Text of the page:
Second, and more importantly, if we start dealing with people who have problems, are disturbed, and are struggling by throwing them into a prison where undoubtedly their problems will be exacerbated and emphasized, we are creating the very villains we are hoping to prevent.  What happens when they are released, then, from prison?  Or are we thinking we just lock them up for life because they are mentally ill or are different?  And if we expect them to eventually be released, are we thinking that because of their time in hell (no exaggeration here... I've visited enough prisons and talked with enough inmates to know that American prisons are hell, despite what certain media may tell us), they will be calmer, better able to handle the stressors in life and less likely to go on a shooting rampage?!  We would have to be insane to believe this.  Prison creates and hardens criminals, make no mistake about that.  When a child is struggling with mental illness, anger, depression, and problems they need help.  Our prisons do not help people.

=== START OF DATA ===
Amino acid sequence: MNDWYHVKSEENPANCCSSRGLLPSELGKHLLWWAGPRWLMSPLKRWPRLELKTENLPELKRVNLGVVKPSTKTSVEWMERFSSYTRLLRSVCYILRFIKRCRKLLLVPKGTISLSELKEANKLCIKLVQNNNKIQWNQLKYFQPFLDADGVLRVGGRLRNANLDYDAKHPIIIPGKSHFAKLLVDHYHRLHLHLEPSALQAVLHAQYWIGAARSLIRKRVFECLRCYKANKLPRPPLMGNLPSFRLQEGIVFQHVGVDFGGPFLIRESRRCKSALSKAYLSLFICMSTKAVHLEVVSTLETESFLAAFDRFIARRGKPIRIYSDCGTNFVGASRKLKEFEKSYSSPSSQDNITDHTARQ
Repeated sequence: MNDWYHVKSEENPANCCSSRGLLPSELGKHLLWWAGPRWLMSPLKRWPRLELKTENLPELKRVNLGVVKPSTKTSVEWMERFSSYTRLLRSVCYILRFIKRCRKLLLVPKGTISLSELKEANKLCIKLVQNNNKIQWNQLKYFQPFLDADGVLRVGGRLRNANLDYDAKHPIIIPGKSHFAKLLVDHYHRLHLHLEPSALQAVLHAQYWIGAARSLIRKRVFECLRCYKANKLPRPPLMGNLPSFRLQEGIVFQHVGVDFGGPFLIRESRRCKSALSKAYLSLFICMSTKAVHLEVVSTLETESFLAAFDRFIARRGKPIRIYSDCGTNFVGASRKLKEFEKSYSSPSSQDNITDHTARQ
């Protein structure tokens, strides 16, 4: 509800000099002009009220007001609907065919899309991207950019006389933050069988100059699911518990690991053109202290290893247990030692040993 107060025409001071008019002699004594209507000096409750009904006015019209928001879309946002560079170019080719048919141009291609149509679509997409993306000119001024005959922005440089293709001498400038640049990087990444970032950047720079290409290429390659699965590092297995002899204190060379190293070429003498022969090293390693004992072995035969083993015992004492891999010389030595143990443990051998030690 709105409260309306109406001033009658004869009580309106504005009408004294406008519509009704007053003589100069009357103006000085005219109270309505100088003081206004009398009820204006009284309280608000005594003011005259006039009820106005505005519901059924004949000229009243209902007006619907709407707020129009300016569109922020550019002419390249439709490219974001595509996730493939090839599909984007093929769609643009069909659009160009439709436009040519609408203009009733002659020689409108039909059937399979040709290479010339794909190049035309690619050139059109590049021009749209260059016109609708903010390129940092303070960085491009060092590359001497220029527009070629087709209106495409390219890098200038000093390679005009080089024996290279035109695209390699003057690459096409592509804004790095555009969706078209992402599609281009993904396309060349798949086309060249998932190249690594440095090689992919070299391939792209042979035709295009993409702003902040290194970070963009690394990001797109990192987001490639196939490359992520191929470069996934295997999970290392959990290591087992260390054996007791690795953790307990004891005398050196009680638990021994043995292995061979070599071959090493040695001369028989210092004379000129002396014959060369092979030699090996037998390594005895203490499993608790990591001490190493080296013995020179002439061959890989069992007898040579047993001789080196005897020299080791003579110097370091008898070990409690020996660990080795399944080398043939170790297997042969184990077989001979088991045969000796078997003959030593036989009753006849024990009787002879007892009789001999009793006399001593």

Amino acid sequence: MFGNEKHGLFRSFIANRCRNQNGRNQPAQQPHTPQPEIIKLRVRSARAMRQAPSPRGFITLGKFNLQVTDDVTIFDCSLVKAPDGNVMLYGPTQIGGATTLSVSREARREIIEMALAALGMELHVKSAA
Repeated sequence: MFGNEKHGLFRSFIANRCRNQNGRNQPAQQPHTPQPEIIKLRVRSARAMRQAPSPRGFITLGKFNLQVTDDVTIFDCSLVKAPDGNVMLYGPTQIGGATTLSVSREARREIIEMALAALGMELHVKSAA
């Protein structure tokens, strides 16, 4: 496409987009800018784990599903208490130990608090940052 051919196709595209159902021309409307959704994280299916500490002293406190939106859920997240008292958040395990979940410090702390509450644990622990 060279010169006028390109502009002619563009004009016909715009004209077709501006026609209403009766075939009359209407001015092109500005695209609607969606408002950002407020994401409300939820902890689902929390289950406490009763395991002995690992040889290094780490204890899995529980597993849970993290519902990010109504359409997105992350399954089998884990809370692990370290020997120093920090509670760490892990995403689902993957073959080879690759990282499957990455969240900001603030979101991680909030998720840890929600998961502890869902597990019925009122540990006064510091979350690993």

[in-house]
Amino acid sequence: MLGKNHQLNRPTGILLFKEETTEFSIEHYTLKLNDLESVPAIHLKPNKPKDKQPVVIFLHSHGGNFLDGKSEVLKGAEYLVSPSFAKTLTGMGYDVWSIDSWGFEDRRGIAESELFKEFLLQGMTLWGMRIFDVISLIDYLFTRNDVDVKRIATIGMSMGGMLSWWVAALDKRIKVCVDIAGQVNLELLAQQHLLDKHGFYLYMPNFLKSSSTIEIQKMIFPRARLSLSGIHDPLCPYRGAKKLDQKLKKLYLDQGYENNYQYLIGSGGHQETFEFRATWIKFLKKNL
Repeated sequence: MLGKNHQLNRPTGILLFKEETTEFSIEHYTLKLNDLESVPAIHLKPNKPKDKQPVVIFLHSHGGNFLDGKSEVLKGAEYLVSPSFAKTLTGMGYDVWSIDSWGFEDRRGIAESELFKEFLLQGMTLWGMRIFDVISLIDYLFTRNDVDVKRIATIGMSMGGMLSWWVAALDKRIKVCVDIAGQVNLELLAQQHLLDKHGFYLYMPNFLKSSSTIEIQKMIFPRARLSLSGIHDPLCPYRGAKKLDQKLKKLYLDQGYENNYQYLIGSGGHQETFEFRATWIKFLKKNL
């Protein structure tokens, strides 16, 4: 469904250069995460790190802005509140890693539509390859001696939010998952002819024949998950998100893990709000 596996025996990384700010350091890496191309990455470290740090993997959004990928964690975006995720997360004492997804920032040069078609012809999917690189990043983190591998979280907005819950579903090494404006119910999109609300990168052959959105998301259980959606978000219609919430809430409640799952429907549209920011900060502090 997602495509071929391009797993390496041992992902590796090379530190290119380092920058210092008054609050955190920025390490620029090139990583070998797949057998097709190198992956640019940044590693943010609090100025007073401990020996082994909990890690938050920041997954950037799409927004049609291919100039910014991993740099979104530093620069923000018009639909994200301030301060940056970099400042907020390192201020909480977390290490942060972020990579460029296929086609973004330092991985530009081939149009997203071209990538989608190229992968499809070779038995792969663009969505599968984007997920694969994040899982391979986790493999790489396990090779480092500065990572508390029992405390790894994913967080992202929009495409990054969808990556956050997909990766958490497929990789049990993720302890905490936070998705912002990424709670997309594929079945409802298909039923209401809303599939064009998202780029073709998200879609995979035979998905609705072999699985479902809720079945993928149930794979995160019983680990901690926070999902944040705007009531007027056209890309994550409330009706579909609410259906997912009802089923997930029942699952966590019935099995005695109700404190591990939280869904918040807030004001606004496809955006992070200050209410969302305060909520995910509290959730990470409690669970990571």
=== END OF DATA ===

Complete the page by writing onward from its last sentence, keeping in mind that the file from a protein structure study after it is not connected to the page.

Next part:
There are so many aspects of our society and culture that must be addressed here; so very many, starting with how we help one another, how we care for one another, and how we learn to love one another.  People who are struggling should not be put into a box we call "other" or "bad" and then simply locked away.  They are us: they are our family, they are our siblings and our parents and our children and they need us to help them. I write this from the personal experience of having kids who are "different".  Yes, I admit it, my kids are different. They don't fit in in the same way many other kids do, they've gone through some hard things, they struggle at times, and they are sometimes bullied. I deal with this with counseling, love, resources, and as a result they are doing well in school, doing well at home, they are balanced and healthy, though they undoubtedly will always be a little "different".  But many kids do not have those resources.  And I can see it being all too easy for those kids without those resources to be thrown into prison for their pain.  We have to stop separating ourselves into "us" and "them".  We have to be willing to love people who are different from ourselves and to recognize that for a society to be truly healthy, everyone in it must be healthy.  We have a responsibility to create the opportunities for care, opportunities for growth and learning.  We have a responsibility to care for one another, and to heal ourselves in the healing of each other.